Startups are encouraged to incorporate patent analytics in their business strategy development to identify trends and gaps in the market.
Intellectual Property (IP) Strategist Jason Loh, during a webinar hosted by the IP Office of the Philippines (IPOPHL), Japan External Trade Organization and the Japan Patent Office, said startups should be in the know about the industry of interest prior to developing a technology.
Loh is an innovation investor who has over two decades of experience in the startup sector in Asia. He is also a founder of Piece Future, which is an Asian IP investment bank with investments in more than 30 startups.
He said conducting IP research and analytics will bode well for the success of the startups. “You’ll be amazed by the amount of information you can find through patent analytics.”
According to IPOPHL, patent analytics refers to “an in-depth study of patent data from which meaningful correlations and patterns between and among inventors, key technologies, industries and geographical distributions may be established to spot trends and identify gaps.”
Loh said the Philippines can benefit from patent intelligence as it has a lot to offer to international markets.
“Many startups often don’t know where to start, looking very deeply into new technology areas in the market when in fact they can utilize information generated from patent analysis to position themselves and develop their core competence from what they already have,” he said.
Noel A. Catibog, executive director of the Technology Transfer and Promotion Division of the Philippine Council for Agriculture, Aquatic and Natural Resources Research and Development (PCAARRD), told startups they should consult experts and seek government support in marketing and protecting their invented products.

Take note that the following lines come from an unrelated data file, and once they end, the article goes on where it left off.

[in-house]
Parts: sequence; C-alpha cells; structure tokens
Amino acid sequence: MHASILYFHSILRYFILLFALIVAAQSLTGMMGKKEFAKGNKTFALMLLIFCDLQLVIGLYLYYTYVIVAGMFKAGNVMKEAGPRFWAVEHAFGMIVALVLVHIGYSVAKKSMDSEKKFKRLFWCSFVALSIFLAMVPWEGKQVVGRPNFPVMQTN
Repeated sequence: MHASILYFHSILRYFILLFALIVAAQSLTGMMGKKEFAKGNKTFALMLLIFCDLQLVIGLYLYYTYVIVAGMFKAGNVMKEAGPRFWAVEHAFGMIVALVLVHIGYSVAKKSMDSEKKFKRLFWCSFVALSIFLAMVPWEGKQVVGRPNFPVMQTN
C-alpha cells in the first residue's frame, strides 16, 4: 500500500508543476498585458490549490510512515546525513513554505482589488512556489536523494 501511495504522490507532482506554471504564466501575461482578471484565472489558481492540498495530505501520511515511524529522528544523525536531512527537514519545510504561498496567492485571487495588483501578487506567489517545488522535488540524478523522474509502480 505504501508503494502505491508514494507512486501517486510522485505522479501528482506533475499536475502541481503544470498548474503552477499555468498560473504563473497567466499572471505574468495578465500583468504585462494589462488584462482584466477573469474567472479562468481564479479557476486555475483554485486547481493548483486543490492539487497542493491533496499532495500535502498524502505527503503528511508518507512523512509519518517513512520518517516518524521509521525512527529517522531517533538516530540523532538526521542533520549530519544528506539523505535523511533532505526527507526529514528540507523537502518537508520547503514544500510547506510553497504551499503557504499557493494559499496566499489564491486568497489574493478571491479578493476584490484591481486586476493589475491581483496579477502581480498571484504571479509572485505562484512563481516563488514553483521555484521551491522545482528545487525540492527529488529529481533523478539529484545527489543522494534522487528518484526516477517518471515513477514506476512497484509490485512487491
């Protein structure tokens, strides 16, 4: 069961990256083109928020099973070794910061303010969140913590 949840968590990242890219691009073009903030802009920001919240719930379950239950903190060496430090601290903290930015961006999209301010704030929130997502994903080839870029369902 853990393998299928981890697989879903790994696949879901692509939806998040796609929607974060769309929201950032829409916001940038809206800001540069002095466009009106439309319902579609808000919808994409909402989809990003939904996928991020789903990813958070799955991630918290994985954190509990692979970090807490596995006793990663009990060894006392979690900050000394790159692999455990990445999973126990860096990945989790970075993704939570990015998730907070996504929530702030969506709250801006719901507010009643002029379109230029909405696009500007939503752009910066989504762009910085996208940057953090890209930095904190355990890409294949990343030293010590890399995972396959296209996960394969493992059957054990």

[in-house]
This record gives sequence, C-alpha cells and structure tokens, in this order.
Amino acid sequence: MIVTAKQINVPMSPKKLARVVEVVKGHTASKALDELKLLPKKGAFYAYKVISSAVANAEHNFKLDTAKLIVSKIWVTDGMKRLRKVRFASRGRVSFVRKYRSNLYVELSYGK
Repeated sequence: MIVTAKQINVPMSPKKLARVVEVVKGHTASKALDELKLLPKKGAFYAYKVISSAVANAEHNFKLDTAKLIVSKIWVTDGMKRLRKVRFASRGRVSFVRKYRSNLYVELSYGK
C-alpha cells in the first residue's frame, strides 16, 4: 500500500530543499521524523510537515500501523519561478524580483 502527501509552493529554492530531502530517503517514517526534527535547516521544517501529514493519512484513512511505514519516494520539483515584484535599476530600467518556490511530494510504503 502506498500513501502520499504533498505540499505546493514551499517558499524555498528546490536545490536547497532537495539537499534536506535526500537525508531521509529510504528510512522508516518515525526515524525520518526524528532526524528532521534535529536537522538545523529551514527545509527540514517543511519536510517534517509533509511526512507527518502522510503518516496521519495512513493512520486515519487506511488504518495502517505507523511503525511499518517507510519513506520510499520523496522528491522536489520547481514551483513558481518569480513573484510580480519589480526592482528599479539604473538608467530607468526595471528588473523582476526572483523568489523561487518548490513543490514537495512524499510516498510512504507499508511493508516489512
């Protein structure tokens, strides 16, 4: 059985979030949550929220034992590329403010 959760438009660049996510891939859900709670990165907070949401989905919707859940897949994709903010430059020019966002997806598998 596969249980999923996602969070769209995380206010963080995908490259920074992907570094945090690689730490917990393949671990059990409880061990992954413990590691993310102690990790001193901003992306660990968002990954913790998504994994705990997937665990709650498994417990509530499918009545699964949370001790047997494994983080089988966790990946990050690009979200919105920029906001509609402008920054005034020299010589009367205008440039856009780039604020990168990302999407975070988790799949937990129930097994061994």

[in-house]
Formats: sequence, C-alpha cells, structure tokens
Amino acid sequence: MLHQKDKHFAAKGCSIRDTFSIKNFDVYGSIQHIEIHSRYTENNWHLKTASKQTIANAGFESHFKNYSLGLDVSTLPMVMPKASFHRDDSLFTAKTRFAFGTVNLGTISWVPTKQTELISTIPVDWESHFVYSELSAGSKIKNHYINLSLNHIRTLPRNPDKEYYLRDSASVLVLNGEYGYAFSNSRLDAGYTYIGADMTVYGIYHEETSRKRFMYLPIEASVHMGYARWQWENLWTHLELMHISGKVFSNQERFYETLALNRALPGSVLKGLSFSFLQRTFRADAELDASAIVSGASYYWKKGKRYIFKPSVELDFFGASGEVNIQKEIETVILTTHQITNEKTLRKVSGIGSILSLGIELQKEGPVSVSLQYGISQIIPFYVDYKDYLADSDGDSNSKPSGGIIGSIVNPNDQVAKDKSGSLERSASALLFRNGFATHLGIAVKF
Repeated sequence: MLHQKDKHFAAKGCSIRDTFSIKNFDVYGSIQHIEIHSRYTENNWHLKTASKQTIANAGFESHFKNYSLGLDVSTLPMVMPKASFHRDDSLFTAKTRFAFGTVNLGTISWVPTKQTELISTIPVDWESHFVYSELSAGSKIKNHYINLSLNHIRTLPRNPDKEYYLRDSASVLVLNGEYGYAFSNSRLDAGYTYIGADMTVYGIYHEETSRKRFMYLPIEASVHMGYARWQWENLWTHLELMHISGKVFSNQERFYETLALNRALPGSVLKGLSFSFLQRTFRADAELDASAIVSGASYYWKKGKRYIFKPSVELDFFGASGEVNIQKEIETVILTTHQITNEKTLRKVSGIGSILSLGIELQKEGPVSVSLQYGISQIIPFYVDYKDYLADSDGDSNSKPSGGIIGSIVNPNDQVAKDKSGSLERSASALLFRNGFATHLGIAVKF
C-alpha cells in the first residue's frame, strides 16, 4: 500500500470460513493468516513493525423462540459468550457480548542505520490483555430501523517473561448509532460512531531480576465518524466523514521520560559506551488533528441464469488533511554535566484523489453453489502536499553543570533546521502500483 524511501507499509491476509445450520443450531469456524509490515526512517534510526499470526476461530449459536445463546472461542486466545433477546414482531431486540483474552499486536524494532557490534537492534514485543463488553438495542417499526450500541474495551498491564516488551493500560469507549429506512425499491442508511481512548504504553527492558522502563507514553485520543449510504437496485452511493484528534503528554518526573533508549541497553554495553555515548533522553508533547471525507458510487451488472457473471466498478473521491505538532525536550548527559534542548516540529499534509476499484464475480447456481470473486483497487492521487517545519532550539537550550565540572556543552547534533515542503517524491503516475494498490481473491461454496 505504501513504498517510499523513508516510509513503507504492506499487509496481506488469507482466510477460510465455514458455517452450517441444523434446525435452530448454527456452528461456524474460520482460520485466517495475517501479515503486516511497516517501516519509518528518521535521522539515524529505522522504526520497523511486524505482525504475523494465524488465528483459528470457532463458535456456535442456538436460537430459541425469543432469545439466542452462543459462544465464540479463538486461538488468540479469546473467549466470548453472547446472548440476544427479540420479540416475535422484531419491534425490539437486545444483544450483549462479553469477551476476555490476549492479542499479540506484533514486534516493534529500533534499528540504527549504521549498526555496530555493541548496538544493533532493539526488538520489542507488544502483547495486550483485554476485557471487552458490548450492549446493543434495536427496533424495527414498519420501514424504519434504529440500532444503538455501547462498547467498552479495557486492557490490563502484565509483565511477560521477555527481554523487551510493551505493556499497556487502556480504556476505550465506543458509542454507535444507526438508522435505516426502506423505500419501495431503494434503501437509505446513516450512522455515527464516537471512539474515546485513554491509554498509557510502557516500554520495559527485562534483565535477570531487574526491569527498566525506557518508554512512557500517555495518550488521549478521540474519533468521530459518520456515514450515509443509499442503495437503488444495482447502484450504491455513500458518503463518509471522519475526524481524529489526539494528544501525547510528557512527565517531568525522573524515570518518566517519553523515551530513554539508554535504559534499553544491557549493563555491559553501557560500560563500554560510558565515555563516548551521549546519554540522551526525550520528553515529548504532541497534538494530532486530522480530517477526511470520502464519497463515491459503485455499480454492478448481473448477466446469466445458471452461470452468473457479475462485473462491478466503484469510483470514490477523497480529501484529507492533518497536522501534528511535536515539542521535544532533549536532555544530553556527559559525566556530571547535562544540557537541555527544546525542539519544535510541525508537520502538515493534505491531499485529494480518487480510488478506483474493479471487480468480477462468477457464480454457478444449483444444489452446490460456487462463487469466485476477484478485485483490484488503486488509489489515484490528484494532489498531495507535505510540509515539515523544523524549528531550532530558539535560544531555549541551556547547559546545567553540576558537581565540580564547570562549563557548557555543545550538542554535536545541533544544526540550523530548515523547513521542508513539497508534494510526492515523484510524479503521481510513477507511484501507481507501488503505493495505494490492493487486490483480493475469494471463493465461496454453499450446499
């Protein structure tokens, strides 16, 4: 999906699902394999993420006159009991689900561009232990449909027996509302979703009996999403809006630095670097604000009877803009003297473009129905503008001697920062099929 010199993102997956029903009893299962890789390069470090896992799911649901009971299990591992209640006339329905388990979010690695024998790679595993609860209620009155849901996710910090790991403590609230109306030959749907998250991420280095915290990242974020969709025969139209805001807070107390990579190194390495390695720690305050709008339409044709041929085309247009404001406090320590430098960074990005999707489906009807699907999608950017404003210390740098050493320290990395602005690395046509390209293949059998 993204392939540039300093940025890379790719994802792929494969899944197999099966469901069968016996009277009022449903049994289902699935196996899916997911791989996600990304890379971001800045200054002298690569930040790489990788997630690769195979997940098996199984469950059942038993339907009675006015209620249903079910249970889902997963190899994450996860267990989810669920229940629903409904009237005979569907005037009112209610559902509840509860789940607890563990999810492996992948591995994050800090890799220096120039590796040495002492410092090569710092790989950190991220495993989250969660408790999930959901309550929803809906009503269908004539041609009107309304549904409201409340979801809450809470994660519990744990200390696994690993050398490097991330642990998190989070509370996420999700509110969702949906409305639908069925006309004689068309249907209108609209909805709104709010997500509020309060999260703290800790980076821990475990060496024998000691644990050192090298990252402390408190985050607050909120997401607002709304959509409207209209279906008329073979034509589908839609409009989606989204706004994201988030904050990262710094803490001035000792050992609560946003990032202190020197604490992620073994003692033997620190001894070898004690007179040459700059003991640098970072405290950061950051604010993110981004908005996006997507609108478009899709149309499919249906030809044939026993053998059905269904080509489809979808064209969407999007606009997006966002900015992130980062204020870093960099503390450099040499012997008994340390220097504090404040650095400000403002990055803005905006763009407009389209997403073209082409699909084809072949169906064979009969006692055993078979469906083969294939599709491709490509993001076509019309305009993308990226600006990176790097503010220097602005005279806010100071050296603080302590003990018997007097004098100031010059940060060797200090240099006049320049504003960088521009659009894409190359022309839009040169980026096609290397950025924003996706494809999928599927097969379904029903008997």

Catibog stressed that the technology development should be hinging on an industry need, noting that many startups usually fail to consider this.
PCAARRD, he said, offers help in crafting business plans, marketing studies and feasibility studies.
“We have also established our technology network for our incubators and we provide grants now to startups adopting locally generated technologies,” Catibog added.
The council has 16 agri-aqua technology business incubators which gained from patent intelligence as of last year. They have generated 1,603 jobs and P68.7 million in gross income.
PCAARRD is teaming up with IPOPHL in seeking for new technologies to develop with the help of the latter’s patent analysis expertise.
IPOPHL said providing patent analytics is its primary service to promote the use of patent information for technology development. This has resulted in several patent landscape reports (PLRs), which are comprehensive studies on an entire industry.
The agency’s Documentation, Information and Technology Transfer Bureau (DITTB) has produced a total of 40 PLRs to date. These are mostly in the areas of agriculture and electronics.
“To avoid commercialization pitfalls, innovators and startups must learn the value of having an IP-centric innovation and business model. They can start by exploring IPOPHL’s patent analytics service, which can help them map out their research and technology directions and even anticipate risks, all with a fuller view of the current and future industry landscape,” DITTB Director Mary Grace Cruz-Yap said.